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Focus must be on Mike Pence as Donald Trump begins US presidency

Pence's radical crusades may quietly find an easy medium through Trump -- while the latter is occupied and focused on making headlines.

Written by Nandini Rathi | New Delhi |
January 27, 2017 7:38:17 pm
Mike Pence, Donald Trump, Vice President Mike Pence, US Vice President Pence, VP Mike Pence, VP Pence, Donald Trump Mike Pence, US VP Mike Pence, Republican Mike Pence, Governor Mike Pence, Trump presidency Mike Pence President-elect Donald Trump, left, stands with Vice President-elect Mike Pence during the presidential inaugural Chairman’s Global Dinner, Tuesday, Jan. 17, 2017, in Washington. (AP Photo/Evan Vucci)

President Donald Trump is not the kind of man to concentrate on or deliberate over policy issues. Since his term began, the issues that have concerned him the most are the size of the inauguration day crowd and voter fraud which he claims afforded Hillary Clinton the popular majority win. In both cases, the claims have zero evidence and a high publicity value (In Trump era, that combination is almost a no brainer). There is also the controversial wall along the Mexican border and the unending attacks on mainstream US media in an effort to delegitimise the journalist community as far as possible to his supporters.

Trump has always been an attention-hungry creature. As Gail Collins of the New York Times points out, there has to be someone behind the scenes who is managing the non-ego, low-hype share of work. That person is likely to be Vice President Mike Pence. And his record of feeling legit about pushing his radical, ultra-conservative Christian values on other people with different beliefs is well known.

Donald Trump in his campaign days did not readily speak out about his views on abortion and reproductive rights. Only when pointedly asked, would he proclaim that he was pro-life and proceed to use provocative rhetoric like “ripping the baby” to rally his conservative supporters. Before his Presidential ambitions were birthed, Trump had indeed been vocally pro-choice. Since he decided to run for president, of course his avowed views underwent a radical evolution towards the right. As soon as he came to the White House, in a fervour unseen during his campaign days, one of his first executive orders was to reinstate the Global Gag rule – the policy that would cut off American aid to those health programs in other countries which provide abortion services. And this time, that trademark Republican move is in an even bigger and wider avatar of its Reagan-Bush days. This can be possibly attributed to two causes – a new President’s desire to markedly overturn the last administration’s legacy to impress his supporters and to Mike Pence’s radical crusades which find an easy medium through Trump.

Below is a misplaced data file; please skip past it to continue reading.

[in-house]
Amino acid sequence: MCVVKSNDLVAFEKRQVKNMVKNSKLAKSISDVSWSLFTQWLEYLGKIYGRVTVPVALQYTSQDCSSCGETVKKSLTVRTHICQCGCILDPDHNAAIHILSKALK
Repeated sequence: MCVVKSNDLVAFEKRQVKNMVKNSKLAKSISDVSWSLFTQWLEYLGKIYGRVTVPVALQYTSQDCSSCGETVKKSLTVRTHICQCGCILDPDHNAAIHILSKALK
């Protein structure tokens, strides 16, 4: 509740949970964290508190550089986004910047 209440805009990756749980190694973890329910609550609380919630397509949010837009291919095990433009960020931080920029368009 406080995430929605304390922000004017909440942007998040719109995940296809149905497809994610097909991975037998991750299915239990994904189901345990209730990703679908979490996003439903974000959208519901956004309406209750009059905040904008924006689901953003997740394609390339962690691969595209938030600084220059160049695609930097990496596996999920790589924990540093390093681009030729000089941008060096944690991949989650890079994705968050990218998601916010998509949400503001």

While Trump’s blatant sexism is abhorring and despicable in its own right, it is Pence who has the most black marks against women’s health and rights in the Republican Party. For instance, as a member of the Congress, Pence had co-sponsored a bill that would allow hospitals to deny abortions to pregnant women who would die without the procedure. He is also vocally very anti-LGBTQ rights.

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The speculations (and silent hopes) of the possibility of President Trump’s impeachment before the end of four years are not unheard of – the likely possibilities discussed include emergence of evidence about his ties with Putin’s Russia or conflicts in the job with his colossal business interests. Even if that happens, it’s difficult to say to what extent it would actually undercut Trump’s public support. The Republican Party, which has a clear majority in the House, would not care to distance itself from him through impeachment if their electorate by and large stood by Trump.

And after all that, even if President Trump is forced to resign, there is the 25th Amendment of the American Constitution which removes the President and replaces him with the Vice President. Mike Pence would get the job, without having to even lift a finger.

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